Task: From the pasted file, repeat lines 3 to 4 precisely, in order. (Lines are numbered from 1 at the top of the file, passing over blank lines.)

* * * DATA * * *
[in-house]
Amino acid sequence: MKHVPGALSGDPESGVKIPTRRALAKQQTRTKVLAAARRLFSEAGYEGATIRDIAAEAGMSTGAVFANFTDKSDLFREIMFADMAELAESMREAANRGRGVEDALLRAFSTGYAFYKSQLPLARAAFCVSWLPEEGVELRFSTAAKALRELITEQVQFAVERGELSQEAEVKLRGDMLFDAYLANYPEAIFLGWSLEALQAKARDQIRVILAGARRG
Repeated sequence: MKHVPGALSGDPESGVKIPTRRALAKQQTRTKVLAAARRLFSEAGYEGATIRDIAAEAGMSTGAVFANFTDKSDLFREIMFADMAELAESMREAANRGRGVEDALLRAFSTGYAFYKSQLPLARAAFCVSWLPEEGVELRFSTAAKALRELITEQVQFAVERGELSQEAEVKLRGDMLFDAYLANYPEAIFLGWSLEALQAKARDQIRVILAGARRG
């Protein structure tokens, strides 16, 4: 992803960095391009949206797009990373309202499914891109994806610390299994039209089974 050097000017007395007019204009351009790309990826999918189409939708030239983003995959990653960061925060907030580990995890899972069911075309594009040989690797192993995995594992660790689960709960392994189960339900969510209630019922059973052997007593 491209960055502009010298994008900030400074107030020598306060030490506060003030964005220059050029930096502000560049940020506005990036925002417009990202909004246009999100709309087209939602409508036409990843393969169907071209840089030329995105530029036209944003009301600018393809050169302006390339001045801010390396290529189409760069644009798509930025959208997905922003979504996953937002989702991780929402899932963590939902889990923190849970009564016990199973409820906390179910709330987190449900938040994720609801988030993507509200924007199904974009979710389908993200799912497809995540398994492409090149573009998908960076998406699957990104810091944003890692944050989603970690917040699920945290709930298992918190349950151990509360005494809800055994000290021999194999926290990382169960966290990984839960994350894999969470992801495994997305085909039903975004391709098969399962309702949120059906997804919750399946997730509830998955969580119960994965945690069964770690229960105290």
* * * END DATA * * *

Repeated sequence: MKHVPGALSGDPESGVKIPTRRALAKQQTRTKVLAAARRLFSEAGYEGATIRDIAAEAGMSTGAVFANFTDKSDLFREIMFADMAELAESMREAANRGRGVEDALLRAFSTGYAFYKSQLPLARAAFCVSWLPEEGVELRFSTAAKALRELITEQVQFAVERGELSQEAEVKLRGDMLFDAYLANYPEAIFLGWSLEALQAKARDQIRVILAGARRG
């Protein structure tokens, strides 16, 4: 992803960095391009949206797009990373309202499914891109994806610390299994039209089974 050097000017007395007019204009351009790309990826999918189409939708030239983003995959990653960061925060907030580990995890899972069911075309594009040989690797192993995995594992660790689960709960392994189960339900969510209630019922059973052997007593 491209960055502009010298994008900030400074107030020598306060030490506060003030964005220059050029930096502000560049940020506005990036925002417009990202909004246009999100709309087209939602409508036409990843393969169907071209840089030329995105530029036209944003009301600018393809050169302006390339001045801010390396290529189409760069644009798509930025959208997905922003979504996953937002989702991780929402899932963590939902889990923190849970009564016990199973409820906390179910709330987190449900938040994720609801988030993507509200924007199904974009979710389908993200799912497809995540398994492409090149573009998908960076998406699957990104810091944003890692944050989603970690917040699920945290709930298992918190349950151990509360005494809800055994000290021999194999926290990382169960966290990984839960994350894999969470992801495994997305085909039903975004391709098969399962309702949120059906997804919750399946997730509830998955969580119960994965945690069964770690229960105290």